Adams gives up the law for a diplomatic career as minister of the Netherlands
Handwritten endorsement, signed “John Q. Adams,” on the reverse of a legal writ, written in Adams’s hand, concerning the estate chattels of William Ash of Boston, one page, 8 x 7, dated November 21, 1793. Writ concerns a debt against the estate of William Ash, Herman Brimmer, and John Homans. On the reverse, Adams writes, “Brimmer et al Exors, vs. Ash, January 1794, John Q. Adams, 23 Nov.” Matted with a photocopy of the front of the document and an engraved portrait, to an overall size of 32.5 x 16. In very good condition, with toning and partial separation along both vertical folds (old tape repair to one fold), paper loss to top edge, scattered toning, and show-through from printing on reverse.
After Adams graduated from Harvard, he passed the Boston bar exam and opened a law office for a brief time, handling the affairs of a few local merchants such as William Ash, bookseller Herman Brimmer, and physician John Homans. However, he had little enthusiasm for the law and preferred to write essays defending the neutrality policy established by Washington’s administration. In 1793, his “Marcellus” and “Columbus” essays were published in the Columbian Centinel and won him national recognition as George Washington tried to keep America out of the growing hostilities between Britain and France that arose during the French Revolution. On May 30, 1794, Washington appointed Adams minister to the Netherlands (at the age of 26)—a position he did not want but was persuaded to accept by his father—and so ended young Adams’ law career. Oversized. Pre-certified John Reznikoff/PSA/DNA and RR Auction COA.
Bob Dylan’s Bringing It All Back Home album signed on the front cover in blue ballpoint, “I Dig It Too, Jimi Hendrix,” and signed on the back cover in blue ballpoint by Experience member, “Mitch” [Mitchell]. Moderate skipping to signature and sentiment resulting in just the impressions of some of the letters and a fairly light but still mostly legible appearance, light contrast to end of last name of signature, scattered noticeable creases, soiling, and toning to covers, and owner’s notation on back cover, otherwise very good condition. The record is included, with the inside sleeve bearing several sketches and doodles in an unknown hand.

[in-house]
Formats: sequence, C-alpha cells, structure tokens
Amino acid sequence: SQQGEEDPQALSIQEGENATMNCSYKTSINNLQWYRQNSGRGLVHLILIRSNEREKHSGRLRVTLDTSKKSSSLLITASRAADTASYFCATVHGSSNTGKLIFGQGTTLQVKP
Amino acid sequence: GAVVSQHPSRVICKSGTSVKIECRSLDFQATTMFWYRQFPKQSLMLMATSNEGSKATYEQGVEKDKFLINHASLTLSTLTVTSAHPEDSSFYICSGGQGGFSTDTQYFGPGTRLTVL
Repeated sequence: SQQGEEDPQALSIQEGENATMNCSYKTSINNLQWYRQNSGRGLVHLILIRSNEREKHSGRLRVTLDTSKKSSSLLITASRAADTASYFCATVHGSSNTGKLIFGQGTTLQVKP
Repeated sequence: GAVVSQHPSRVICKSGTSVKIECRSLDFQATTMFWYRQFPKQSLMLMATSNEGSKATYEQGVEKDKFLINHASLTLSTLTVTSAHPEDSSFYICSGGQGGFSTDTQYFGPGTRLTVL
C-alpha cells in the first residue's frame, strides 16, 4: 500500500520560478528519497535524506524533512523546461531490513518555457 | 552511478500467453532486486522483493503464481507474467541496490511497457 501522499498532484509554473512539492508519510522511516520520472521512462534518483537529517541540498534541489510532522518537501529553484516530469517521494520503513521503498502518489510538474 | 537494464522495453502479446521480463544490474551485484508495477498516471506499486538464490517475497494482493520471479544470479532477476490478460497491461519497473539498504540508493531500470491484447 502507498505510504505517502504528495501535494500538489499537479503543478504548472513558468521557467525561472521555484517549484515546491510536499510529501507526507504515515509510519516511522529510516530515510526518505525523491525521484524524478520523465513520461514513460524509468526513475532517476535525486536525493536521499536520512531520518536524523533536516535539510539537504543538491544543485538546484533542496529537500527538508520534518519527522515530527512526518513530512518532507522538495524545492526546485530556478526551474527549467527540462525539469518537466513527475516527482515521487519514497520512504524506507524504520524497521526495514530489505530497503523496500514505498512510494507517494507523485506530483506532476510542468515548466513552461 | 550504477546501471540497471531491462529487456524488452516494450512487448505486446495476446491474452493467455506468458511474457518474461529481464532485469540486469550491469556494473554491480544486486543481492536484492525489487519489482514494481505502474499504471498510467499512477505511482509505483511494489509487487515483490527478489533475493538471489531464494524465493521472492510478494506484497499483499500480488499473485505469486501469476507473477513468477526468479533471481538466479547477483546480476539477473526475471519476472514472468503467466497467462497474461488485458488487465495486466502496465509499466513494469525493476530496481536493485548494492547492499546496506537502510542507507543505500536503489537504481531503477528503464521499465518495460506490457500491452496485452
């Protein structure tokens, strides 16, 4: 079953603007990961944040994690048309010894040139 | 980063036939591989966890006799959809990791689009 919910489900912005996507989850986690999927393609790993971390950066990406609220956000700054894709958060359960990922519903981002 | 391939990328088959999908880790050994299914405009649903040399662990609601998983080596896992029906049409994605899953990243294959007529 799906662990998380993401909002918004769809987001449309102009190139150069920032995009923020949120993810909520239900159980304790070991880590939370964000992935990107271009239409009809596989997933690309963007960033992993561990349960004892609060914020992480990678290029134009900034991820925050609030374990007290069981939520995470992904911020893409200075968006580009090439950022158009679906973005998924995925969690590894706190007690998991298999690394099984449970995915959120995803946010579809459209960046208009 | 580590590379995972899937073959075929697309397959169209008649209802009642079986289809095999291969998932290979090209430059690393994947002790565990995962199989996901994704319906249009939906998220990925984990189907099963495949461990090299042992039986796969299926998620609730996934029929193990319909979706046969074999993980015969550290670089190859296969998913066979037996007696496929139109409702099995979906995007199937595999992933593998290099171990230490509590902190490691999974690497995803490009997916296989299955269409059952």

Accompanied by a 2011 letter of provenance from the original recipient, CP Lee, which reads, in part: “On the Tuesday 4 April 1967 Jimi Hendrix appeared on the BBC’s Dee Time TV Show…together with a friend…I went to the Studio at about 11 o’clock in the morning and after several hours of standing in the drizzle the side door opened and Jimi Hendrix and Mitch Mitchell stepped out…Mitchell went off leaving Jimi with us and he spent nearly 15 minutes talking with us…Maybe as a result the lack of an album and also because I was crazy about Bob Dylan, I’d taken along a copy of Dylan’s ‘Bringing It All Back Home.’ Because Dylan had disappeared from view after his motorbike crash I asked Jimi if he knew what had happened to him—’Yeah sure,’ said Jimi, ‘He’s fine, I spoke to him just a few weeks ago.’ I asked him if he’d sign the album and with a laugh he did and he wrote ‘I dig it too.’”…Jimi…then asked if we wanted to go for a drink (to the nearby Welcome Pub)…To my eternal regret, we said, ‘No, we had to go.’” Also accompanied by a copy of Lee’s book, When We Were Thin, which also recounts his meeting with Hendrix.
The Jimi Hendrix Experience appeared on the debut of Dee Time, a youth show hosted by Simon Dee, and the band’s wildness made the launch a success. Hendrix’s singles were already Top 10 hits in the UK and the Jimi Hendrix Experience would soon release its first album, Are You Experienced, in May of 1967. Mitchell was the drummer for the Jimi Hendrix Experience, which he joined in 1966. He would become Hendrix’s most valuable partner. The pair would frequently record together and as a result, were especially in sync during live sets.
That Hendrix signed a Bob Dylan album is fitting, as Dylan was one of his musical idols. “When I first heard him I thought, ‘You must admire the guy for having that much nerve to sing so out of key,’” said Hendrix. “But then I started listening to the words. He is giving me inspiration.” Dylan gave Hendrix confidence in his own voice as well. Hendrix would go on to cover Dylan songs such as “Like a Rolling Stone” and “All Along the Watchtower.” Dylan would later say to Hendrix, “I don’t know if anyone has done my songs better.” A remarkably symbolic signature tying together two of the most influential musicians of the twentieth century. Pre-certified Roger Epperson/REAL and RR Auction COA.